Using Pivot Tables To Perform Ad Reviews

By , Senior Account Manager at Hanapin Marketing

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Pivot tables are the most excellent way to make huge sets of data digestible. Account Manager Sean Quadlin teaches you how to use pivot tables to perform ad reviews, making ad testing a breeze.

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10 thoughts on “Using Pivot Tables To Perform Ad Reviews

  1. Kane Bartlett

    Hey.
    Great video.
    Also it’s useful to try and filter (or at least treat separately) your brand terms from this list.

    If your brand term’s display URLs we’re all regular (in this case) it will probably skew the data.

    Worth adding as a filter and seeing how brand and non-brand ads perform.

    Cheers
    Kane

    Reply
    1. Sean QuadlinSean Quadlin

       Thanks for the tip, Kane.  Another way to go about this would be to add an additional row label that segments out campaigns or ad groups so you can evaluate the data on a campaign by campaign basis in addition to what you’re looking at on the ad.  That’s the type of stuff that really makes my heart sing for pivot tables.

      Reply
  2. VincentL

    Hi there, thanks for the video, I use pivot tables for this type of analysis all the time and it’s very helpful!

    I just wanted to point out that the method used here is slightly flawed.  In order to do this analysis reliably, you need to perform split testing for each ad group, one with the URL extension and one without and ads must be rotated evenly.  Otherwise the analysis won’t be weighted evenly and the data can be misleading.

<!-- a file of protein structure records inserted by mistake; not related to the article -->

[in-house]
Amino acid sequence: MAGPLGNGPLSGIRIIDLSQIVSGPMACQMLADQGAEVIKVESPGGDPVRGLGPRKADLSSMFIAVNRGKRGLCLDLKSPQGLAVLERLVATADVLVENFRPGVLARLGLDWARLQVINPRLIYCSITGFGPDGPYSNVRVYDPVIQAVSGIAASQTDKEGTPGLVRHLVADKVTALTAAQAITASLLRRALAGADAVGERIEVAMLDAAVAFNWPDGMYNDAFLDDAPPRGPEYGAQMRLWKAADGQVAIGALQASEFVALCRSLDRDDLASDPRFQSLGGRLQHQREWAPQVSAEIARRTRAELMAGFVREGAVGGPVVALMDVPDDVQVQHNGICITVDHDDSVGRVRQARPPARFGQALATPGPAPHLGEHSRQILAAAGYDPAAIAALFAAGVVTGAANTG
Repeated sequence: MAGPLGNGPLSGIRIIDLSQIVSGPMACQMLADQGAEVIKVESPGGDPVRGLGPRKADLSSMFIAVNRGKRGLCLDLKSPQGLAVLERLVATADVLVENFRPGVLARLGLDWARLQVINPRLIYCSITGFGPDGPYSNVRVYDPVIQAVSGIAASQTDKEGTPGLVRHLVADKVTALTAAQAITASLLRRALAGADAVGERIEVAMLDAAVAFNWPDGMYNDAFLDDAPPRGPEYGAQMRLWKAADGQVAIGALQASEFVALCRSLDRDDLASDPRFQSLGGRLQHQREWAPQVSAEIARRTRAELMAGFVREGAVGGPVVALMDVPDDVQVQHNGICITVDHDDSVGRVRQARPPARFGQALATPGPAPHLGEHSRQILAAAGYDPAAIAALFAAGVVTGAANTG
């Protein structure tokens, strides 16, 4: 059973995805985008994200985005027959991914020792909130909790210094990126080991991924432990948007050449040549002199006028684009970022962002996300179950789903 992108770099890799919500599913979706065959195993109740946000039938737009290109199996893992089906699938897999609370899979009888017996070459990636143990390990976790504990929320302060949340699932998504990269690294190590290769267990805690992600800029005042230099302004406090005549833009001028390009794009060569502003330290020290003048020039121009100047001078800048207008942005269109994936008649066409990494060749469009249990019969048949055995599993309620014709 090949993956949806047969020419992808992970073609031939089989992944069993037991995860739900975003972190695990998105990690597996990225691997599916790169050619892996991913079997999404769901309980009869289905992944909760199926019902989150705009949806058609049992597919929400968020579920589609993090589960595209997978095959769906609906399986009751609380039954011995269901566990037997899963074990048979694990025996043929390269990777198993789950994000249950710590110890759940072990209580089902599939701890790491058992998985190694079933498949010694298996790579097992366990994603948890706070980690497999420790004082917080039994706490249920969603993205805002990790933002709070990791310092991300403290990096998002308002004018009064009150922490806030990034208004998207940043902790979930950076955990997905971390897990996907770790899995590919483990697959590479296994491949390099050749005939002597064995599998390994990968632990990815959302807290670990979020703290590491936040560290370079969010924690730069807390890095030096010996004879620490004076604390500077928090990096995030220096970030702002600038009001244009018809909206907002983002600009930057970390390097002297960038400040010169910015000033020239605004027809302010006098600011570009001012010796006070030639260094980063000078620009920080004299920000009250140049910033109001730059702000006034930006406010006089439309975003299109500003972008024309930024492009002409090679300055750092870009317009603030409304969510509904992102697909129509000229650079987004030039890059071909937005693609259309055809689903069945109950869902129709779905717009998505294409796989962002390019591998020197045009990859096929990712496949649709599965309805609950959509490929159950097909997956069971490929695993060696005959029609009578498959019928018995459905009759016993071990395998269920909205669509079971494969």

Reply
    1. Sean QuadlinSean Quadlin

       You’re absolutely right, Vincent.  This data was just for the purposes of the video.  When doing your own testing, make sure that you control all of the extraneous variables that could influence the results.  Thanks for the note.

      Reply
  3. Sean QuadlinSean Quadlin

     That’s a fair point, Martyn.  That’s a great way to look at this info as well.  I personally prefer pivot tables just so you have more ways to look at the data.  They give you the option of adding different row labels so you can look at variables by different criteria.  It could also be just that I’m hooked on Excel and prefer manipulating my data there instead of the interface.  Thanks for the note, though! I’ll definitely consider using the Dimensions tab in the future.

    Reply

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